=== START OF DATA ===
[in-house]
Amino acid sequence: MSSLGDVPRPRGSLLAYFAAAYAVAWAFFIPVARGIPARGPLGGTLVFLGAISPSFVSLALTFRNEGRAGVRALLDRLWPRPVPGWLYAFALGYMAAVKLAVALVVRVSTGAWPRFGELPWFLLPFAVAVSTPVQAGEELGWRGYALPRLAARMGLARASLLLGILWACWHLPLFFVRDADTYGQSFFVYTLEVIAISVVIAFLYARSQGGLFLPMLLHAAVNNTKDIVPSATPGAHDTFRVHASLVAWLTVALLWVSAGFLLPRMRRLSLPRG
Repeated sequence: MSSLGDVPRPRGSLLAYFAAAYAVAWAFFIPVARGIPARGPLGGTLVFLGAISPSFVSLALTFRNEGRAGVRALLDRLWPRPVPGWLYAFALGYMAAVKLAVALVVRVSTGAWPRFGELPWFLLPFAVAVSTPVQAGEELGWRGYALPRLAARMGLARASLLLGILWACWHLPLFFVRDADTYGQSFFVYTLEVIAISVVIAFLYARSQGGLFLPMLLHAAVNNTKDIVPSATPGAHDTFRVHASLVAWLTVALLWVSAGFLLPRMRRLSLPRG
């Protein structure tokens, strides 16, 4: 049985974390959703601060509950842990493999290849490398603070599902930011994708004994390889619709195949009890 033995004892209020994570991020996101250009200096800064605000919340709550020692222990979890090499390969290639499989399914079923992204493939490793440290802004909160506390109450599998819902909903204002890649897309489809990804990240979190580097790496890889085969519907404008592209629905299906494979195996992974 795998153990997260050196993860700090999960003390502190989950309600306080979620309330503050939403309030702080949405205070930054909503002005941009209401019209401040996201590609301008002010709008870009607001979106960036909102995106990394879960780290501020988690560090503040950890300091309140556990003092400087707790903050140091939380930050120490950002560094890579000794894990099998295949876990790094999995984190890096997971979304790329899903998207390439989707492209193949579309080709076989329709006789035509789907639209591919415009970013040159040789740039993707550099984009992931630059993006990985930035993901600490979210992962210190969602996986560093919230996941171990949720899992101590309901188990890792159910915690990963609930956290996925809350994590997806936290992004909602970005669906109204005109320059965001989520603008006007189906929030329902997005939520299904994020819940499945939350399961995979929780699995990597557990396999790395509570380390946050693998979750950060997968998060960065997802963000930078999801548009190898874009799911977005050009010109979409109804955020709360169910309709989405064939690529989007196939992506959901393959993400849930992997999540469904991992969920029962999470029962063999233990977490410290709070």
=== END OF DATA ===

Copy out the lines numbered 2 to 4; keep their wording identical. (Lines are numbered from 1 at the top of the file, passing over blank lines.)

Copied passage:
Amino acid sequence: MSSLGDVPRPRGSLLAYFAAAYAVAWAFFIPVARGIPARGPLGGTLVFLGAISPSFVSLALTFRNEGRAGVRALLDRLWPRPVPGWLYAFALGYMAAVKLAVALVVRVSTGAWPRFGELPWFLLPFAVAVSTPVQAGEELGWRGYALPRLAARMGLARASLLLGILWACWHLPLFFVRDADTYGQSFFVYTLEVIAISVVIAFLYARSQGGLFLPMLLHAAVNNTKDIVPSATPGAHDTFRVHASLVAWLTVALLWVSAGFLLPRMRRLSLPRG
Repeated sequence: MSSLGDVPRPRGSLLAYFAAAYAVAWAFFIPVARGIPARGPLGGTLVFLGAISPSFVSLALTFRNEGRAGVRALLDRLWPRPVPGWLYAFALGYMAAVKLAVALVVRVSTGAWPRFGELPWFLLPFAVAVSTPVQAGEELGWRGYALPRLAARMGLARASLLLGILWACWHLPLFFVRDADTYGQSFFVYTLEVIAISVVIAFLYARSQGGLFLPMLLHAAVNNTKDIVPSATPGAHDTFRVHASLVAWLTVALLWVSAGFLLPRMRRLSLPRG
């Protein structure tokens, strides 16, 4: 049985974390959703601060509950842990493999290849490398603070599902930011994708004994390889619709195949009890 033995004892209020994570991020996101250009200096800064605000919340709550020692222990979890090499390969290639499989399914079923992204493939490793440290802004909160506390109450599998819902909903204002890649897309489809990804990240979190580097790496890889085969519907404008592209629905299906494979195996992974 795998153990997260050196993860700090999960003390502190989950309600306080979620309330503050939403309030702080949405205070930054909503002005941009209401019209401040996201590609301008002010709008870009607001979106960036909102995106990394879960780290501020988690560090503040950890300091309140556990003092400087707790903050140091939380930050120490950002560094890579000794894990099998295949876990790094999995984190890096997971979304790329899903998207390439989707492209193949579309080709076989329709006789035509789907639209591919415009970013040159040789740039993707550099984009992931630059993006990985930035993901600490979210992962210190969602996986560093919230996941171990949720899992101590309901188990890792159910915690990963609930956290996925809350994590997806936290992004909602970005669906109204005109320059965001989520603008006007189906929030329902997005939520299904994020819940499945939350399961995979929780699995990597557990396999790395509570380390946050693998979750950060997968998060960065997802963000930078999801548009190898874009799911977005050009010109979409109804955020709360169910309709989405064939690529989007196939992506959901393959993400849930992997999540469904991992969920029962999470029962063999233990977490410290709070």